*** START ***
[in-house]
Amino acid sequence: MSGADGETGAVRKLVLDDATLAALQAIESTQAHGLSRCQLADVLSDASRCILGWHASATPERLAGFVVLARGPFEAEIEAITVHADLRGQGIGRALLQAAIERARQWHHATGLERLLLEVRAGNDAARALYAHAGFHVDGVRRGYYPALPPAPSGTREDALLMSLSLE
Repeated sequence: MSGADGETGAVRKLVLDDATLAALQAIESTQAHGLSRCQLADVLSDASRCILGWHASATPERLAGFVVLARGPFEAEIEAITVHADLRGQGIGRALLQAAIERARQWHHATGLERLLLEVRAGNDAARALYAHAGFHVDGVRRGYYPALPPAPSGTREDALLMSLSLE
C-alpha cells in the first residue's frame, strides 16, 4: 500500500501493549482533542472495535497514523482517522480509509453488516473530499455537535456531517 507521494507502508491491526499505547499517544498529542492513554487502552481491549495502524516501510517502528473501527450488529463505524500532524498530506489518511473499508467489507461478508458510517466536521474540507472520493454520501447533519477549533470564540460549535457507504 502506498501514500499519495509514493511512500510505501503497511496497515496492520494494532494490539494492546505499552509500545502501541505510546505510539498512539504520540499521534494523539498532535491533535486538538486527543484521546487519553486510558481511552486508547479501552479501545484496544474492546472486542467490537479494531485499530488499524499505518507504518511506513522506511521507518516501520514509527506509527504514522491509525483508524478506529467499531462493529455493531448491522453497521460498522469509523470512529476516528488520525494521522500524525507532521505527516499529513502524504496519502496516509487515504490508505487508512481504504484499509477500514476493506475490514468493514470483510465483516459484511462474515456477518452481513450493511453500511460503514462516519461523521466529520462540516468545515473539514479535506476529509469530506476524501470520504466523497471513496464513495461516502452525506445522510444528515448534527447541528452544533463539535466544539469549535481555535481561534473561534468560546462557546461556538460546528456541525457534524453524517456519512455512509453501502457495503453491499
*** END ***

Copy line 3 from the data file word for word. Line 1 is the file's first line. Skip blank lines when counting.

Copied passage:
Repeated sequence: MSGADGETGAVRKLVLDDATLAALQAIESTQAHGLSRCQLADVLSDASRCILGWHASATPERLAGFVVLARGPFEAEIEAITVHADLRGQGIGRALLQAAIERARQWHHATGLERLLLEVRAGNDAARALYAHAGFHVDGVRRGYYPALPPAPSGTREDALLMSLSLE